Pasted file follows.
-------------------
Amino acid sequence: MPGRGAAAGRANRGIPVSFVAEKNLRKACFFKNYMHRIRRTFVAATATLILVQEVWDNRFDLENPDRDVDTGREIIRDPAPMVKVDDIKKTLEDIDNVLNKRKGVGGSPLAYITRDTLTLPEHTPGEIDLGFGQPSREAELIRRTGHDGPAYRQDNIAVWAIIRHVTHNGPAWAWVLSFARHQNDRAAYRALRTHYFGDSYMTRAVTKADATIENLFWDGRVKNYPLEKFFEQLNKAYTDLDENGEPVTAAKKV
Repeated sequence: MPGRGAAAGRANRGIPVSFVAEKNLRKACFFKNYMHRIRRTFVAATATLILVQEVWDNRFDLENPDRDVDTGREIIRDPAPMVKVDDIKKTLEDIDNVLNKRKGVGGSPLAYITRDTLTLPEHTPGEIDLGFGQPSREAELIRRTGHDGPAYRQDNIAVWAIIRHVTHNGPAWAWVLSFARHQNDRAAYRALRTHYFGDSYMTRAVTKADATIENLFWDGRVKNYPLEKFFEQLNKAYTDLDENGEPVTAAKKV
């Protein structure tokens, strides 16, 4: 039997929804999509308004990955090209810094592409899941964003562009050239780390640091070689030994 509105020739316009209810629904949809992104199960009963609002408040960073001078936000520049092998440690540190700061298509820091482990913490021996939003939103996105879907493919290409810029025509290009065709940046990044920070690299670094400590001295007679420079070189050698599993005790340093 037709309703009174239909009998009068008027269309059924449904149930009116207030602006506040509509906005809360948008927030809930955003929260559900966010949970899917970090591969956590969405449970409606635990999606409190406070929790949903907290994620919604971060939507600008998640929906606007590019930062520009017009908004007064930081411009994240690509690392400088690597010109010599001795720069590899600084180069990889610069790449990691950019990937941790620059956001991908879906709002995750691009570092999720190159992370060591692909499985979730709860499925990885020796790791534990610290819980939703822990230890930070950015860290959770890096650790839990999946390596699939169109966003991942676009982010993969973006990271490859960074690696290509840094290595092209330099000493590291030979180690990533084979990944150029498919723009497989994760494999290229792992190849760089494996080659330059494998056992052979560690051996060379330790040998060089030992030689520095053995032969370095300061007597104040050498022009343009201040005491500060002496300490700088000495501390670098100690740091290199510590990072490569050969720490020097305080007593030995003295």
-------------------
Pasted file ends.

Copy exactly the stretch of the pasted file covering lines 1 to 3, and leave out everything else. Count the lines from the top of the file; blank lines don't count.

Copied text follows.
Amino acid sequence: MPGRGAAAGRANRGIPVSFVAEKNLRKACFFKNYMHRIRRTFVAATATLILVQEVWDNRFDLENPDRDVDTGREIIRDPAPMVKVDDIKKTLEDIDNVLNKRKGVGGSPLAYITRDTLTLPEHTPGEIDLGFGQPSREAELIRRTGHDGPAYRQDNIAVWAIIRHVTHNGPAWAWVLSFARHQNDRAAYRALRTHYFGDSYMTRAVTKADATIENLFWDGRVKNYPLEKFFEQLNKAYTDLDENGEPVTAAKKV
Repeated sequence: MPGRGAAAGRANRGIPVSFVAEKNLRKACFFKNYMHRIRRTFVAATATLILVQEVWDNRFDLENPDRDVDTGREIIRDPAPMVKVDDIKKTLEDIDNVLNKRKGVGGSPLAYITRDTLTLPEHTPGEIDLGFGQPSREAELIRRTGHDGPAYRQDNIAVWAIIRHVTHNGPAWAWVLSFARHQNDRAAYRALRTHYFGDSYMTRAVTKADATIENLFWDGRVKNYPLEKFFEQLNKAYTDLDENGEPVTAAKKV
């Protein structure tokens, strides 16, 4: 039997929804999509308004990955090209810094592409899941964003562009050239780390640091070689030994 509105020739316009209810629904949809992104199960009963609002408040960073001078936000520049092998440690540190700061298509820091482990913490021996939003939103996105879907493919290409810029025509290009065709940046990044920070690299670094400590001295007679420079070189050698599993005790340093 037709309703009174239909009998009068008027269309059924449904149930009116207030602006506040509509906005809360948008927030809930955003929260559900966010949970899917970090591969956590969405449970409606635990999606409190406070929790949903907290994620919604971060939507600008998640929906606007590019930062520009017009908004007064930081411009994240690509690392400088690597010109010599001795720069590899600084180069990889610069790449990691950019990937941790620059956001991908879906709002995750691009570092999720190159992370060591692909499985979730709860499925990885020796790791534990610290819980939703822990230890930070950015860290959770890096650790839990999946390596699939169109966003991942676009982010993969973006990271490859960074690696290509840094290595092209330099000493590291030979180690990533084979990944150029498919723009497989994760494999290229792992190849760089494996080659330059494998056992052979560690051996060379330790040998060089030992030689520095053995032969370095300061007597104040050498022009343009201040005491500060002496300490700088000495501390670098100690740091290199510590990072490569050969720490020097305080007593030995003295």